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How to help a Loved One with Addiction

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Help a loved one with addiction

Watching a loved one struggle with addiction can be frustrating, heartbreaking, and even devastating. Helping a loved one with addiction can be emotionally challenging and often leaves us frustrated with more questions than answer about how to best help an addicted loved one. We understand what you, as a loving and supportive family member are going through. You only want the best for your loved one. You want to see them succeed and celebrate their victories. 

That is why NuView Treatment Center has made a commitment, not only to support our clients but to support your whole family on this path. We believe that a healthy family dynamic is vital to recovery. Our program is designed to include, educate, and empower families so that you can provide a positive source of support for your recovering family member, allowing you all the opportunity to heal and grow together.

Someone on the path to recovery will go through several ups and downs along the way. It is so important for your own health that you know what to expect. At times, your loved one may feel unmotivated, demoralized, skeptical, depressed, overwhelmed, and hopeless.

Knowing what role you play in their recovery and how you can help will empower you and help serve as a source of strength, motivation, and hope for your loved one to draw from. But how to help someone with an addiction? We have listed some ways you can help your loved one with drug or alcohol addiction.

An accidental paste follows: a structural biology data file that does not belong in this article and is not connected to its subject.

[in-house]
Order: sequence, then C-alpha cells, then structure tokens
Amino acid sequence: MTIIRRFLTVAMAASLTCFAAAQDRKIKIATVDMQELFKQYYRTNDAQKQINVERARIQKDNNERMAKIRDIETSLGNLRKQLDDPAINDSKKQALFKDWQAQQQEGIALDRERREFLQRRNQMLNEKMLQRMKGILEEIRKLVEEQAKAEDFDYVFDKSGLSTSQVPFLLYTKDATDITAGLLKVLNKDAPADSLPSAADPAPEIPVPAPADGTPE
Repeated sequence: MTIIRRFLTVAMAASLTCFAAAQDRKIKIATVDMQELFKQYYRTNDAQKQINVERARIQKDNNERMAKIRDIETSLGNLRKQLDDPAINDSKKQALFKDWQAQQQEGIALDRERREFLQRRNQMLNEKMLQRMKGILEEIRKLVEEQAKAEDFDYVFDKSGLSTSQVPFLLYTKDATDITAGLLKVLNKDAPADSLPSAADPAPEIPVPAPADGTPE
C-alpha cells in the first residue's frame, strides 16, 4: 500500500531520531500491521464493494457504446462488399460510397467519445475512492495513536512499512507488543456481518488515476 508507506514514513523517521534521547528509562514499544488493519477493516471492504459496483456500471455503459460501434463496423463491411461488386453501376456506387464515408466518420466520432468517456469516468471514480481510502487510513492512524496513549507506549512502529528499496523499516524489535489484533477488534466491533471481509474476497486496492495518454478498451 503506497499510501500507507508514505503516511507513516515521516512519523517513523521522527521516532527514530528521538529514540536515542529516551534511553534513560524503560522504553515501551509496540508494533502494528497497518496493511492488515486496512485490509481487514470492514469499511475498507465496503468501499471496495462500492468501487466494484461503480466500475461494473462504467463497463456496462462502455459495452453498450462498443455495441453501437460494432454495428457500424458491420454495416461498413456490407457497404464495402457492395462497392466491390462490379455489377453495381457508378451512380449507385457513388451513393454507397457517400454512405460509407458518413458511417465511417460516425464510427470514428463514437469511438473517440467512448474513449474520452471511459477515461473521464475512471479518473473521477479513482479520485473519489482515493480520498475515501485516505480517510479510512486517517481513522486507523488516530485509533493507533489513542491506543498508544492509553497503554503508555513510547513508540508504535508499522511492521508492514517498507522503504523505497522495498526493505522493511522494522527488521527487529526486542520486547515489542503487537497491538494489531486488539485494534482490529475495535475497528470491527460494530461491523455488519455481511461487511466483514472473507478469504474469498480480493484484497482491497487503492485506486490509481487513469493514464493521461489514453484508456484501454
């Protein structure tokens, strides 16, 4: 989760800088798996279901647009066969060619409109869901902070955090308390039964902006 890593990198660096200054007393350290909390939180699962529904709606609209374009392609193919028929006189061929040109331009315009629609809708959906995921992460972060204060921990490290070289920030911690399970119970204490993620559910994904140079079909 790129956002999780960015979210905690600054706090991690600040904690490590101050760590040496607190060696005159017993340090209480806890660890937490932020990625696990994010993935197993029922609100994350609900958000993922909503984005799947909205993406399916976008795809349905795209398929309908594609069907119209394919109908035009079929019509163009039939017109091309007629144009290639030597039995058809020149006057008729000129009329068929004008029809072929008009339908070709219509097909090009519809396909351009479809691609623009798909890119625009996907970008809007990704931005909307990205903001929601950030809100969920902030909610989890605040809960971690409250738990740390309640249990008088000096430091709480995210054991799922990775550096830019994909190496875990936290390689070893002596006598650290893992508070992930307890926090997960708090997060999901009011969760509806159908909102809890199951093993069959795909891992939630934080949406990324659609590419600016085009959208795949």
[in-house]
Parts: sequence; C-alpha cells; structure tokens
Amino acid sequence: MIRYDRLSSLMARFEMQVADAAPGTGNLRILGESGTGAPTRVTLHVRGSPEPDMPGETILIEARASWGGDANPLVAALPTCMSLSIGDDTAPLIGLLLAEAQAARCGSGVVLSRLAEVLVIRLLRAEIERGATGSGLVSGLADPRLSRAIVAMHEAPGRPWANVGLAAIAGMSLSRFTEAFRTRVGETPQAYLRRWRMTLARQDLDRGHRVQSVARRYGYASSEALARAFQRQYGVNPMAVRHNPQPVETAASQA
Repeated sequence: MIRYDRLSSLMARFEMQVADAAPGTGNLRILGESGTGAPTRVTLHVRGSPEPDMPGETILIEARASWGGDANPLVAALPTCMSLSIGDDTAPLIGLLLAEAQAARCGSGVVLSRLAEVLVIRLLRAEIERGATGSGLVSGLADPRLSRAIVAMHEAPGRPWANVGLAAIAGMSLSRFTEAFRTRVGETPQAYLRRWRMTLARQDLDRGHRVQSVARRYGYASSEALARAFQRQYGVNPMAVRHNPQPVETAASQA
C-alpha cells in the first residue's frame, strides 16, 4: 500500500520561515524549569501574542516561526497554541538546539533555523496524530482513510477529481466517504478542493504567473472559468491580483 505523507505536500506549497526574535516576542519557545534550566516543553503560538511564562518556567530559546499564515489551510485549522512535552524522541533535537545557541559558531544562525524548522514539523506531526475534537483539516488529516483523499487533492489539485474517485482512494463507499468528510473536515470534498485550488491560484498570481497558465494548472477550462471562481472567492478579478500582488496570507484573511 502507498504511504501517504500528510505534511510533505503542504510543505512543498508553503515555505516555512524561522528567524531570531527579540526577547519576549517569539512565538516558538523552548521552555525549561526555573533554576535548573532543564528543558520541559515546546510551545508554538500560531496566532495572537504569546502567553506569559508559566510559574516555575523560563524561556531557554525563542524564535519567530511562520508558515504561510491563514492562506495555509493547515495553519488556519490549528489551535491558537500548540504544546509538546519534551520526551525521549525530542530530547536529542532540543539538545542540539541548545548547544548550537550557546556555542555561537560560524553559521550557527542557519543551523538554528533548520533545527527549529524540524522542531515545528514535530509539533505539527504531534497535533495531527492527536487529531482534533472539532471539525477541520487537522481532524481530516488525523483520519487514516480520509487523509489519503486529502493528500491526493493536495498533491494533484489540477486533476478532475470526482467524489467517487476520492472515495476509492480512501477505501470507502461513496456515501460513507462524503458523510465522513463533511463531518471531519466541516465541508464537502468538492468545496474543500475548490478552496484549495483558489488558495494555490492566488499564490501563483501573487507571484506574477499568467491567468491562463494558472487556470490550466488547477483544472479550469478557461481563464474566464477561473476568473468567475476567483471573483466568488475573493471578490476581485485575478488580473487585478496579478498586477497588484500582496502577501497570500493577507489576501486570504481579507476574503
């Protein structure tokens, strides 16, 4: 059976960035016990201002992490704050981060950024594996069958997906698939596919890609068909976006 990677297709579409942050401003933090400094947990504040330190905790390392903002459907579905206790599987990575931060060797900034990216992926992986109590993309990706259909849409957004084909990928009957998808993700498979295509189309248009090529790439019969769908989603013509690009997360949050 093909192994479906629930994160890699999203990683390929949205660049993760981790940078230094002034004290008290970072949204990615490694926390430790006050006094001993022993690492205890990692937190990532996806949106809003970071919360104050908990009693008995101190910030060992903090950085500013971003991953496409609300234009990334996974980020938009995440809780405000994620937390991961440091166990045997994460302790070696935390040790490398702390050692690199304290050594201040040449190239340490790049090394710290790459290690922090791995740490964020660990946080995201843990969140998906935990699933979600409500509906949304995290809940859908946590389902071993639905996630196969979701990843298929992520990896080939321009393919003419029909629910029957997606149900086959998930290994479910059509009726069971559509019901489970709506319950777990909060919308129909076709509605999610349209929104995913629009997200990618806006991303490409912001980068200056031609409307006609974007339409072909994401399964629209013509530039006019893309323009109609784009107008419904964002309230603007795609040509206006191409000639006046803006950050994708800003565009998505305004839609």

List of Ways You Can Help A Loved One with Addiction

  1. Talk to them about how you can help. They may not know the answer right away so be prepared to revisit this discussion down the road. Make it clear that you want to help, and wait for a time to continue when they are receptive. “Help” can mean many different things, from providing a listening ear or a shoulder to cry on to specific tasks, such as giving reminders to take medication or providing a ride to the doctor. Use this conversation to set clear guidelines and expectations around supporting their needs. Come to an agreement about your role and the types of things you both agree are reasonable. A key component of this being a successful conversation is trust. Trust that your loved one wants to recover and knows what they need from you to achieve their goals.
  2. Be available and follow through on what you say. Once the expectations have been laid out, you are as responsible for holding up your end of the deal as the person in recovery. Your commitment and dedication to supporting and encouraging them is crucial to their success. If you aren’t able to be available 24/7, it’s a good idea to have a backup plan or another contact person to work with. That will relieve some of the pressure for you if you aren’t able to respond immediately.
  3. Learn about the addiction recovery process. One of the best things you can do is be educated about the ups and downs your loved one might encounter on their path to recovery. Being educated will make it easier for you to understand and utilize sympathy or compassionately hold them accountable. As with most worthwhile efforts, you will be more effective if you are better informed. Seek out reputable mental health resources to learn more about the individual’s specific issues and ways to promote recovery.